Greece has made headway in its bailout review and can discuss short-term debt relief measures with its official lenders next month, EU Economic Affairs Commissioner Pierre Moscovici said in an interview with a Greek newspaper. Greece’s official creditors – the European Stability Mechanism (ESM), the ECB and the IMF – are assessing its delivery on reforms and fiscal targets set in a bailout programme of up to 86 billion euros ($91 billion) agreed last summer, its third since 2010.
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Greece hopes to swiftly conclude the review and secure short-term debt relief so that its bonds are included in the ECB’s bond buying scheme and it can regain market access before 2018, when its current bailout expires. The Eurogroup of euro zone finance ministers is scheduled to meet on December 5 to take stock of the progress made and set a timeline for the completion of the review.
“I think it is absolutely feasible that a staff-level agreement concludes in the coming days, based on which Greek authorities will then have to implement the agreed reforms and soon make the necessary steps to wrap up the second review,” Moscovici told Sunday’s Ethnos newspaper.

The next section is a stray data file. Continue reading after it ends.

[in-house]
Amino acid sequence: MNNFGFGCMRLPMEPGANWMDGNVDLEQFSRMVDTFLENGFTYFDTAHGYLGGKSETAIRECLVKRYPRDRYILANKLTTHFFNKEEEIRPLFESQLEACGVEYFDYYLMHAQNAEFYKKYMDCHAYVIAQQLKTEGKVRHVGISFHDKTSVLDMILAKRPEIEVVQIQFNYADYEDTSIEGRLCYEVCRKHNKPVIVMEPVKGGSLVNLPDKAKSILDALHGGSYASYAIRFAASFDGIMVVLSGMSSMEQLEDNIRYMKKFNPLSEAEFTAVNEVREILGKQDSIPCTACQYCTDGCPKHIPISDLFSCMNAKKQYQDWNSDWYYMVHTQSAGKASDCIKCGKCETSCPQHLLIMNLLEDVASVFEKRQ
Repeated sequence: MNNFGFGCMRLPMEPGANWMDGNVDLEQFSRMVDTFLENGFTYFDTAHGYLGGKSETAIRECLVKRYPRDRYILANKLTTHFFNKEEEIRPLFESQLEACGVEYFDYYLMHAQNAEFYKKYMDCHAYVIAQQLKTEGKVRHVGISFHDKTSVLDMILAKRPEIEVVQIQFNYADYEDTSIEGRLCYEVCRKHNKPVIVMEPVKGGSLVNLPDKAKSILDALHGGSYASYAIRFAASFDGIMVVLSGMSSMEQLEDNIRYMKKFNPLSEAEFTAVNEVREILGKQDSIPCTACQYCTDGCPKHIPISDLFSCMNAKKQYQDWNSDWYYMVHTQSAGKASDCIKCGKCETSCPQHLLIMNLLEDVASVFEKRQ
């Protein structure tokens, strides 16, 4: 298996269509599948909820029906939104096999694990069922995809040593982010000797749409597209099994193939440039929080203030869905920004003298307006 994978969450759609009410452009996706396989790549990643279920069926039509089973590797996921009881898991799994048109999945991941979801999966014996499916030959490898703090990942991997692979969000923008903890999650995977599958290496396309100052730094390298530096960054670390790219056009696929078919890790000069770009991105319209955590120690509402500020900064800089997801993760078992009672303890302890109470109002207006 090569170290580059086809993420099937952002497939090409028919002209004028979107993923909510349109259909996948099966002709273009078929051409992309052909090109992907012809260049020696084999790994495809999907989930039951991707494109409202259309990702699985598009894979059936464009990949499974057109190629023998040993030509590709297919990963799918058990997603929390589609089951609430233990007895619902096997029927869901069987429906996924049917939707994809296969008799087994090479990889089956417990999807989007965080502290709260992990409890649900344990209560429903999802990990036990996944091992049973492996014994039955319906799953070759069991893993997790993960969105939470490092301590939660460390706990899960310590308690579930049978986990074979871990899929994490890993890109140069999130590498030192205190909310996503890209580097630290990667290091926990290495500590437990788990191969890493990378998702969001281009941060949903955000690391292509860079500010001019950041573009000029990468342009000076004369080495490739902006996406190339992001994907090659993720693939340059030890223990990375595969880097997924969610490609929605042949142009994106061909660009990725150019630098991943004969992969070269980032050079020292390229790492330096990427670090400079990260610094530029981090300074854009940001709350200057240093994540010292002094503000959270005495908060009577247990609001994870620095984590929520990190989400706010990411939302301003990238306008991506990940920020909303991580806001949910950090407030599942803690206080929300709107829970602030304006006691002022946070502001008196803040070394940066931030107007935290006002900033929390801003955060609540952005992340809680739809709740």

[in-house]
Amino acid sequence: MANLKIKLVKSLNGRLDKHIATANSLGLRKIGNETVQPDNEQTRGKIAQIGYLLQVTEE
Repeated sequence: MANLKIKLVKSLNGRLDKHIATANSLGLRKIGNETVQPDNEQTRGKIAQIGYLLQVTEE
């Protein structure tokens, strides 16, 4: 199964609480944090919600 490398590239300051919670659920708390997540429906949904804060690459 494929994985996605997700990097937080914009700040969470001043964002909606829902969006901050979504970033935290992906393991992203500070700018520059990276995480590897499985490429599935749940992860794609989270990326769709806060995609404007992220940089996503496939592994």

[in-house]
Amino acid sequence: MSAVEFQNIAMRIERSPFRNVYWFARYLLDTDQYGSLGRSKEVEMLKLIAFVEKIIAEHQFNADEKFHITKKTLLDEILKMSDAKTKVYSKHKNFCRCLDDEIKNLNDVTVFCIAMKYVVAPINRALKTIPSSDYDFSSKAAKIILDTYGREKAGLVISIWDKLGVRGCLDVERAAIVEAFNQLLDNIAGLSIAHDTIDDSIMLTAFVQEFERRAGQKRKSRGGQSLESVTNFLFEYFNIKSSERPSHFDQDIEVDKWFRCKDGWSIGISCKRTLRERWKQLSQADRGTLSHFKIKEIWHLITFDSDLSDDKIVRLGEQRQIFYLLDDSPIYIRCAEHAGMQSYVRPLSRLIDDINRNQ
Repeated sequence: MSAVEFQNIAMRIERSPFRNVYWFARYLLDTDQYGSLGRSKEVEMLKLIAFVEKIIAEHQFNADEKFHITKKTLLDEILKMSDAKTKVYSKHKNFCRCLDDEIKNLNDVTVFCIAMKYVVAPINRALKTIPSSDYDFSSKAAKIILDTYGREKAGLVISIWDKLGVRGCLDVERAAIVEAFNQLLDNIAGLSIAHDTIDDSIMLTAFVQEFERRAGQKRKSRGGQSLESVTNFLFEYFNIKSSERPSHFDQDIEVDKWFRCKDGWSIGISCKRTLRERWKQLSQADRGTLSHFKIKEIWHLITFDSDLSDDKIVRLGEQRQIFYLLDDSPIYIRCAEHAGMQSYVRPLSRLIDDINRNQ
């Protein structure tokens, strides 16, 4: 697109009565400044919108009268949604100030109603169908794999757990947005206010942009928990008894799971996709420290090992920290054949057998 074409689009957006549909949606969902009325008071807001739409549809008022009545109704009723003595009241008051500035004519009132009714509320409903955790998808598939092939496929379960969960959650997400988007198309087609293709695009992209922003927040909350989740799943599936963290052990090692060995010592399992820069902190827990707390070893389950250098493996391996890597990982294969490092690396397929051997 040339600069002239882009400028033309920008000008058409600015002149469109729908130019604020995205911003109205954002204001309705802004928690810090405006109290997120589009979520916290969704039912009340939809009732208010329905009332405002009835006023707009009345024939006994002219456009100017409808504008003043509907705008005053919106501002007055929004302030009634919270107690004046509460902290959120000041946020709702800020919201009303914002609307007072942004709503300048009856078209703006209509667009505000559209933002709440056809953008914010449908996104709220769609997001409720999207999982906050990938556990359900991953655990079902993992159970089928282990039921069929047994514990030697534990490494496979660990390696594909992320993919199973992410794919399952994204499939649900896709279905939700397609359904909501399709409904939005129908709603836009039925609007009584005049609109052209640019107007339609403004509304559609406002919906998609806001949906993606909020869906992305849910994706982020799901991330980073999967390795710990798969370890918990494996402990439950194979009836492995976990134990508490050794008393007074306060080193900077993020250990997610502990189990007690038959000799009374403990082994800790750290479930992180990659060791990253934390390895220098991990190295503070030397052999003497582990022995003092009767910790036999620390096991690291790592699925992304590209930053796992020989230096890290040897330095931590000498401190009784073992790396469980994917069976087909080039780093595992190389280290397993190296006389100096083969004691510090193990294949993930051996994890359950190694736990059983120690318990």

“Based on the conclusions from the first review and the good progress in the second one, I think conditions are appropriate for (debt relief) discussions which must take place at the next Eurogroup,” he added.
Greek government officials said this week that there were still differences between Athens and its lenders on fiscal targets and labour and energy reforms. Greek finance ministry officials said on Saturday that the two sides are expected to agree on remaining issues next week. Greece’s bailout targets include a primary budget surplus of 3.5 percent of its output in 2018 and beyond.
The IMF says the goals are unrealistic and Athens wants them to be lowered. But Moscovici said the targets were confirmed by euro zone finance ministers in May, who underlined the importance of a strong fiscal path. Moscovici will be in Athens next week and is due to meet Prime Minister Alexis Tsipras and several ministers, including Finance Minister Euclid Tsakalotos.